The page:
As a business owner, you do a daily dance between handling the latest customer crisis, managing employees, overseeing finances, and doing the stuff of actual production. You’re left with one giant, unavoidable question: how am I supposed to do it all?

According to author and productivity expert Patrick Rhone, you’re not.

“I believe the three best productivity tools are the trash can, the delete key, and the word ‘no,’” says Rhone. Here’s a rundown of the three.

1. Using the Trashcan: Clear Your Physical Environment

If you want to do it all, start with the space immediately around you. Clutter can make it more difficult for you to focus and get your work done.

Rhone suggests, in his book Keeping It Straight, that you identify every item you handle in your office/workspace, and ask, “Where does this belong?”

Perhaps the answer is “not here.” Spend an hour dealing with your most-used workspace, and make a pile of the things that belong in the “not here” category.

Don’t be afraid to put your trash can (or recycle bin, or donation box) to good use. As Rhone states, “…if something does not have a place in your home, in your relationships, in your job, or in your life, perhaps it should not be there at all.”

2. Using the Delete Key: Handle Your Digital Inbox

Email is beneficial for business owners, certainly; it lets you communicate with groups, send and receive quick answers, confirm information, and avoid endless games of phone tag.

But the instantaneous accessibility of email – which provides those benefits – can lead to an overload of questions, requests, and needs piling up for your response. To handle email, Rhone suggests a few simple but powerful methods:

  • “Get to know your ‘Delete’ key…use this key for a vast majority of the email that you receive.”
  • Don’t check email constantly during the day. Choose specific 20-minute increments two or three times a day to handle all incoming messages that are not critical. It’s better, Rhone says, to “process in chunks rather than nibbling away at each message as it arrives.”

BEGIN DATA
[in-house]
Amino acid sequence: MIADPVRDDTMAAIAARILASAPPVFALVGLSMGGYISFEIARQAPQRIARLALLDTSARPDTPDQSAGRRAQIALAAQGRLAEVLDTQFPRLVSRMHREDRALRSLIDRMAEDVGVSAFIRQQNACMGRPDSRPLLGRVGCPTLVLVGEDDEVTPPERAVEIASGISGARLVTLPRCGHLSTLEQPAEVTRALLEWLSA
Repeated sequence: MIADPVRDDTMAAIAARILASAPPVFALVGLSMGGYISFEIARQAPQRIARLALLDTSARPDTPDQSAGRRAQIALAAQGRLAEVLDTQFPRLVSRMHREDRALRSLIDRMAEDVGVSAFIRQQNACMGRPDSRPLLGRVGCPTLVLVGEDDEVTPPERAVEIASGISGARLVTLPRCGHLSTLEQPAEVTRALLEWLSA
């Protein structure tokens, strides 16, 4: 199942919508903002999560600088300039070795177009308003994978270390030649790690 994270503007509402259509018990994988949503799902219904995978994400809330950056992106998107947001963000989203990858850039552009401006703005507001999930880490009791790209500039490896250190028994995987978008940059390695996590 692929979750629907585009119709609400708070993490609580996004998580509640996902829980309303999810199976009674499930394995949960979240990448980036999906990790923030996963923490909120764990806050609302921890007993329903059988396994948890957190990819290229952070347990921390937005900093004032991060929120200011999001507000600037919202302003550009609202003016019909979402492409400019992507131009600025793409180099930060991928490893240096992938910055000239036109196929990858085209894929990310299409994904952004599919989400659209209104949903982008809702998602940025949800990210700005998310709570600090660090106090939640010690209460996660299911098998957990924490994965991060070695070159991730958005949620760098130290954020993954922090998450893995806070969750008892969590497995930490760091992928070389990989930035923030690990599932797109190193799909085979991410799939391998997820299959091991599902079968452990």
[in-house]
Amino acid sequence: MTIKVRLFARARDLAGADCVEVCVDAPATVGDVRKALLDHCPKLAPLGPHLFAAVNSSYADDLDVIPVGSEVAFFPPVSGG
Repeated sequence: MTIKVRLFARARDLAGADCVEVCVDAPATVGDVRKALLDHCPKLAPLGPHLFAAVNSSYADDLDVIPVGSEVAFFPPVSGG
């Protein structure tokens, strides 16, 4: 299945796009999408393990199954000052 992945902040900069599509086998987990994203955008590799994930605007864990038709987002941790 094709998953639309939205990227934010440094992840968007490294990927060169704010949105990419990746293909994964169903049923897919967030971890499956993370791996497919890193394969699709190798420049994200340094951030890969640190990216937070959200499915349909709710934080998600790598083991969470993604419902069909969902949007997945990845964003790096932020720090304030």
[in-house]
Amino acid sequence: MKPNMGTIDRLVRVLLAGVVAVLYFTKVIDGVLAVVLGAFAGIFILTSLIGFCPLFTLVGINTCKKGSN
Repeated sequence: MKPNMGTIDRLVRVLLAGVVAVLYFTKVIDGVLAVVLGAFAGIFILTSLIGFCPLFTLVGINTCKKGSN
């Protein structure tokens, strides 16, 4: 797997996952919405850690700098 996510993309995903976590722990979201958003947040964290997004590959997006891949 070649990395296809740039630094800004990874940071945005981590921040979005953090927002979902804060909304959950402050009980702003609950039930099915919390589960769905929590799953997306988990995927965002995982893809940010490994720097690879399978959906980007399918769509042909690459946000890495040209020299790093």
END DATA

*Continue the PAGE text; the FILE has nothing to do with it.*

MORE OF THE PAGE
• Handle each email by asking, “Does this require action?” If the answer is no, “delete it or archive it immediately,” says Rhone. If the email requires action, Rhone recommends either dealing with it immediately, or, if more time is required, moving it to a folder labeled “Action” for later response.

3. Saying No: Clarify Your Task List

What do you want to be?

  • A rushed, stressed, overwhelmed person?
  • A calm, successful, happy person?

If you are rushed, stressed, and overwhelmed at work, that’s how you will be at home, with friends, with family, anywhere. The alternative is to decide who you want to be, and then let that determine what you do.

Make a list of all the tasks that fill your day that don’t fit who you want to be, then figure out how to minimize or quit doing them. For work tasks, either, a) eliminate from your business altogether; or b) hand them off to a qualified employee, consultant, or outsourced professional.

A truism of life is that there will always be more needs, and more opportunities, than there are hours in your day. But trying to do it all is not the answer. Instead, choose carefully what should get past the trash can, the delete key, and the word “no” and into your hours.

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